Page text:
When The Framework Can Leverage The Spec During Runtime
Some of the frameworks like light-rest-4j, light-graphql-4j and light-hybrid-4j can load the specification during runtime and use it for request validation and scope verification based on JWT tokens. In this case, the contract is not just for code generation but is part of the application to enforce the contract during the runtime.
When You Want Consumer To Work In Parallel
Another benefit of the design first approach is that you can have the specification to generate the code with examples defined for each endpoint. After the code generation, you will have a running mock API that you can dockerize and deliver to the consumer team to be worked with. This can facilitate the consumer and provider to work in parallel with maximum productivity. During the interaction, the consumer teams might give us feedback quickly to iterate the API design and then redeliver the new image to the consumer.
When You Have Marketplace To Publish APIs
If you have a marketplace deployed in your organization, the API design can be published to it as soon as the first draft is released. This will attract potential consumers and other teams to be involved with API design in a very early stage. The feedback from these reviewers will greatly help with the API design team in stabilizing the contract.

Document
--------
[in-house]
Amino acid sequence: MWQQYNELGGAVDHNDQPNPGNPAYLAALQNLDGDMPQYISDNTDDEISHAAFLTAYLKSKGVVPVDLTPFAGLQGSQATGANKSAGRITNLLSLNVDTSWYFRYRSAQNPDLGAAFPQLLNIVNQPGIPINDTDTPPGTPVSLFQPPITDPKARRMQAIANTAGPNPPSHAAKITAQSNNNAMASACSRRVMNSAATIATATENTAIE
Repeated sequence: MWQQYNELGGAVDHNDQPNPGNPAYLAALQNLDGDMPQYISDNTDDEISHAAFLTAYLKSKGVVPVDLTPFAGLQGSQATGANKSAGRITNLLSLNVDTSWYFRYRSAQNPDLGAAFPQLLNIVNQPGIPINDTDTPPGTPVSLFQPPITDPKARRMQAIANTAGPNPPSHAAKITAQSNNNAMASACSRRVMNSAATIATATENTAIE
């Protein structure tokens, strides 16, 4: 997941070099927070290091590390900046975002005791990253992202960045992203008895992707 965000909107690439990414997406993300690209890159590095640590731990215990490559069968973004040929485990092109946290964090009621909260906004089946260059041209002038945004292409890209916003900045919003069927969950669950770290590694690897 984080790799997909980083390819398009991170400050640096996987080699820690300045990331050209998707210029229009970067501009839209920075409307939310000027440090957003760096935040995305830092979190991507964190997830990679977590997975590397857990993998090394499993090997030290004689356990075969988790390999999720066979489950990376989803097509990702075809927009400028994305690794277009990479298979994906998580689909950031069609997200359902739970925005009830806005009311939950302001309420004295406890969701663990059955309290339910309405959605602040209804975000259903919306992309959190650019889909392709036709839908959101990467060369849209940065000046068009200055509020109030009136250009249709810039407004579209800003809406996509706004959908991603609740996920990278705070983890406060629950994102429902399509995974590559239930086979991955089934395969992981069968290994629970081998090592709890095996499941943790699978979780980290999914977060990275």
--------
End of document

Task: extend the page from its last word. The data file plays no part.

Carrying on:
When You Adopt Consumer Driven Design
Some organizations adopt the consumer driven contract design which means all potential consumers will be engaged and asked to provide requirements about the API interface; the provider interface will be an aggregation of all potential consumers requirements. Sometime, as the provider has more knowledge about the data and business domain, they might provide more features than all consumers asked for. The design specification is the crucial piece in the communication between teams in this case.
When Your Test Team Is Working In Parallel
In order to deliver microservices to production as fast as possible, we need to have the CI/CD pipeline be built in the DevOps tool chain and unit tests, integration tests, consumer contract tests and end-to-end tests. This is very important to ensure the quality of the service and give management confidence to continuous integration to production. In order to engage the QA team as early as possible, a detailed design specification is a must. If you want to engage the QA team after you complete your coding, it will be too late.